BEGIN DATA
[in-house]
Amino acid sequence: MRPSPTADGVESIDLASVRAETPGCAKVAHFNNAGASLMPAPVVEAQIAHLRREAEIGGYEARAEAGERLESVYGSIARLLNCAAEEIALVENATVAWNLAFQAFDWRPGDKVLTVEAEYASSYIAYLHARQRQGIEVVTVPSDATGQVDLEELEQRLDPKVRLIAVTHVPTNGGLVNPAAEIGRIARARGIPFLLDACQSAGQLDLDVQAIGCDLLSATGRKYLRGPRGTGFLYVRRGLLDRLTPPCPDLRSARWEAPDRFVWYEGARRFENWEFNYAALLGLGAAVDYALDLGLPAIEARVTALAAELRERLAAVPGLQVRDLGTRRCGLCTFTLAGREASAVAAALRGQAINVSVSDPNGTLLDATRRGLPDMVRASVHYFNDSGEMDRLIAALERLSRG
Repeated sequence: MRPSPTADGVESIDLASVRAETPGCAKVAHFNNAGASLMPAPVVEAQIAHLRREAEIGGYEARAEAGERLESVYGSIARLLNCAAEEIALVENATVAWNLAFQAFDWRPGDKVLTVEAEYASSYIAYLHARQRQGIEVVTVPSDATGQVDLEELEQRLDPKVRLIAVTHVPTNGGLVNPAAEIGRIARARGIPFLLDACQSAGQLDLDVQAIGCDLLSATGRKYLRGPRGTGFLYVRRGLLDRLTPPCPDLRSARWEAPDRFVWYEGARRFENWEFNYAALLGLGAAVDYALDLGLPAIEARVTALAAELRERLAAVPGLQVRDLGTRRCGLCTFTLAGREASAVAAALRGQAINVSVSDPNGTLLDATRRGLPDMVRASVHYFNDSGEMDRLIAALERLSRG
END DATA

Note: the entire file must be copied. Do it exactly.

[in-house]
Amino acid sequence: MRPSPTADGVESIDLASVRAETPGCAKVAHFNNAGASLMPAPVVEAQIAHLRREAEIGGYEARAEAGERLESVYGSIARLLNCAAEEIALVENATVAWNLAFQAFDWRPGDKVLTVEAEYASSYIAYLHARQRQGIEVVTVPSDATGQVDLEELEQRLDPKVRLIAVTHVPTNGGLVNPAAEIGRIARARGIPFLLDACQSAGQLDLDVQAIGCDLLSATGRKYLRGPRGTGFLYVRRGLLDRLTPPCPDLRSARWEAPDRFVWYEGARRFENWEFNYAALLGLGAAVDYALDLGLPAIEARVTALAAELRERLAAVPGLQVRDLGTRRCGLCTFTLAGREASAVAAALRGQAINVSVSDPNGTLLDATRRGLPDMVRASVHYFNDSGEMDRLIAALERLSRG
Repeated sequence: MRPSPTADGVESIDLASVRAETPGCAKVAHFNNAGASLMPAPVVEAQIAHLRREAEIGGYEARAEAGERLESVYGSIARLLNCAAEEIALVENATVAWNLAFQAFDWRPGDKVLTVEAEYASSYIAYLHARQRQGIEVVTVPSDATGQVDLEELEQRLDPKVRLIAVTHVPTNGGLVNPAAEIGRIARARGIPFLLDACQSAGQLDLDVQAIGCDLLSATGRKYLRGPRGTGFLYVRRGLLDRLTPPCPDLRSARWEAPDRFVWYEGARRFENWEFNYAALLGLGAAVDYALDLGLPAIEARVTALAAELRERLAAVPGLQVRDLGTRRCGLCTFTLAGREASAVAAALRGQAINVSVSDPNGTLLDATRRGLPDMVRASVHYFNDSGEMDRLIAALERLSRG